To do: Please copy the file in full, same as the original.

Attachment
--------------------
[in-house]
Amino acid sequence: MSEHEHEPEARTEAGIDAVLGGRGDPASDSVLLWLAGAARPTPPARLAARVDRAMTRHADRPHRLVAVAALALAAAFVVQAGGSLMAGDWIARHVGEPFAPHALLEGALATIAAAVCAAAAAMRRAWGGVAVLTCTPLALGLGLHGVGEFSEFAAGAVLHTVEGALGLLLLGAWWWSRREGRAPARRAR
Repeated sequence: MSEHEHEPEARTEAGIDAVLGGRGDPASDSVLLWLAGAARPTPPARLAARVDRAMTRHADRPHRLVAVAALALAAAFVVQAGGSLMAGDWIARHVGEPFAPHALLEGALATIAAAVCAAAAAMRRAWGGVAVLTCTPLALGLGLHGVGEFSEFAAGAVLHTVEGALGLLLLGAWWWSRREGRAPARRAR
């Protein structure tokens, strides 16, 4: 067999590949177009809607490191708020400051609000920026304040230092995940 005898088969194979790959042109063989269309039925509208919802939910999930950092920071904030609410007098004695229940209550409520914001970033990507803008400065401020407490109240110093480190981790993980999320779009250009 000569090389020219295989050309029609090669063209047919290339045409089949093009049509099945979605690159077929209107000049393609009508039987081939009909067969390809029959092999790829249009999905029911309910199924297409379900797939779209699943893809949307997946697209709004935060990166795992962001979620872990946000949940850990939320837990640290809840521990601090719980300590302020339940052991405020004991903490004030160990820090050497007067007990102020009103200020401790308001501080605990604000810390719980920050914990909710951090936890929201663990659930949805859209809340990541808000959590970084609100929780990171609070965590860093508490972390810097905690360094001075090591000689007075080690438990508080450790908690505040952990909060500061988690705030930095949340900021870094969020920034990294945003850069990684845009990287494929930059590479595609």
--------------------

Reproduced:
[in-house]
Amino acid sequence: MSEHEHEPEARTEAGIDAVLGGRGDPASDSVLLWLAGAARPTPPARLAARVDRAMTRHADRPHRLVAVAALALAAAFVVQAGGSLMAGDWIARHVGEPFAPHALLEGALATIAAAVCAAAAAMRRAWGGVAVLTCTPLALGLGLHGVGEFSEFAAGAVLHTVEGALGLLLLGAWWWSRREGRAPARRAR
Repeated sequence: MSEHEHEPEARTEAGIDAVLGGRGDPASDSVLLWLAGAARPTPPARLAARVDRAMTRHADRPHRLVAVAALALAAAFVVQAGGSLMAGDWIARHVGEPFAPHALLEGALATIAAAVCAAAAAMRRAWGGVAVLTCTPLALGLGLHGVGEFSEFAAGAVLHTVEGALGLLLLGAWWWSRREGRAPARRAR
């Protein structure tokens, strides 16, 4: 067999590949177009809607490191708020400051609000920026304040230092995940 005898088969194979790959042109063989269309039925509208919802939910999930950092920071904030609410007098004695229940209550409520914001970033990507803008400065401020407490109240110093480190981790993980999320779009250009 000569090389020219295989050309029609090669063209047919290339045409089949093009049509099945979605690159077929209107000049393609009508039987081939009909067969390809029959092999790829249009999905029911309910199924297409379900797939779209699943893809949307997946697209709004935060990166795992962001979620872990946000949940850990939320837990640290809840521990601090719980300590302020339940052991405020004991903490004030160990820090050497007067007990102020009103200020401790308001501080605990604000810390719980920050914990909710951090936890929201663990659930949805859209809340990541808000959590970084609100929780990171609070965590860093508490972390810097905690360094001075090591000689007075080690438990508080450790908690505040952990909060500061988690705030930095949340900021870094969020920034990294945003850069990684845009990287494929930059590479595609």